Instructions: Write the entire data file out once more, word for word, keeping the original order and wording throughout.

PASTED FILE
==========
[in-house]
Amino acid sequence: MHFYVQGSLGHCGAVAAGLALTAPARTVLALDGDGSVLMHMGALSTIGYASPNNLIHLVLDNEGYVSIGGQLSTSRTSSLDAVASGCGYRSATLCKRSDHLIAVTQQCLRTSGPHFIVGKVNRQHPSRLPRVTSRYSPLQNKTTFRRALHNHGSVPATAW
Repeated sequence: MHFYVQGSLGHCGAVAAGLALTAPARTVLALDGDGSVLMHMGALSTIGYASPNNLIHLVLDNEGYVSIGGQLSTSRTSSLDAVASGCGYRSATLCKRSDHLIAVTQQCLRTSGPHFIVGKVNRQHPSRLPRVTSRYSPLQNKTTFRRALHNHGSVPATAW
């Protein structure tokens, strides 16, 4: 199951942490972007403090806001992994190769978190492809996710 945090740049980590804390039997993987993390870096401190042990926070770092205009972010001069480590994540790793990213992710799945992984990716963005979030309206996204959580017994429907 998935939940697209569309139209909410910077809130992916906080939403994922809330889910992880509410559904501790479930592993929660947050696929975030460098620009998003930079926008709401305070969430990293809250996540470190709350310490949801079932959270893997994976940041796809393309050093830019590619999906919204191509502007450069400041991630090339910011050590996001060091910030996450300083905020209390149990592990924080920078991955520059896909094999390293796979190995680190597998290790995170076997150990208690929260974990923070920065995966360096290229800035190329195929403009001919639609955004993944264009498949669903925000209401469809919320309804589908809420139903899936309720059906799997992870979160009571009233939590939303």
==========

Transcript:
[in-house]
Amino acid sequence: MHFYVQGSLGHCGAVAAGLALTAPARTVLALDGDGSVLMHMGALSTIGYASPNNLIHLVLDNEGYVSIGGQLSTSRTSSLDAVASGCGYRSATLCKRSDHLIAVTQQCLRTSGPHFIVGKVNRQHPSRLPRVTSRYSPLQNKTTFRRALHNHGSVPATAW
Repeated sequence: MHFYVQGSLGHCGAVAAGLALTAPARTVLALDGDGSVLMHMGALSTIGYASPNNLIHLVLDNEGYVSIGGQLSTSRTSSLDAVASGCGYRSATLCKRSDHLIAVTQQCLRTSGPHFIVGKVNRQHPSRLPRVTSRYSPLQNKTTFRRALHNHGSVPATAW
């Protein structure tokens, strides 16, 4: 199951942490972007403090806001992994190769978190492809996710 945090740049980590804390039997993987993390870096401190042990926070770092205009972010001069480590994540790793990213992710799945992984990716963005979030309206996204959580017994429907 998935939940697209569309139209909410910077809130992916906080939403994922809330889910992880509410559904501790479930592993929660947050696929975030460098620009998003930079926008709401305070969430990293809250996540470190709350310490949801079932959270893997994976940041796809393309050093830019590619999906919204191509502007450069400041991630090339910011050590996001060091910030996450300083905020209390149990592990924080920078991955520059896909094999390293796979190995680190597998290790995170076997150990208690929260974990923070920065995966360096290229800035190329195929403009001919639609955004993944264009498949669903925000209401469809919320309804589908809420139903899936309720059906799997992870979160009571009233939590939303």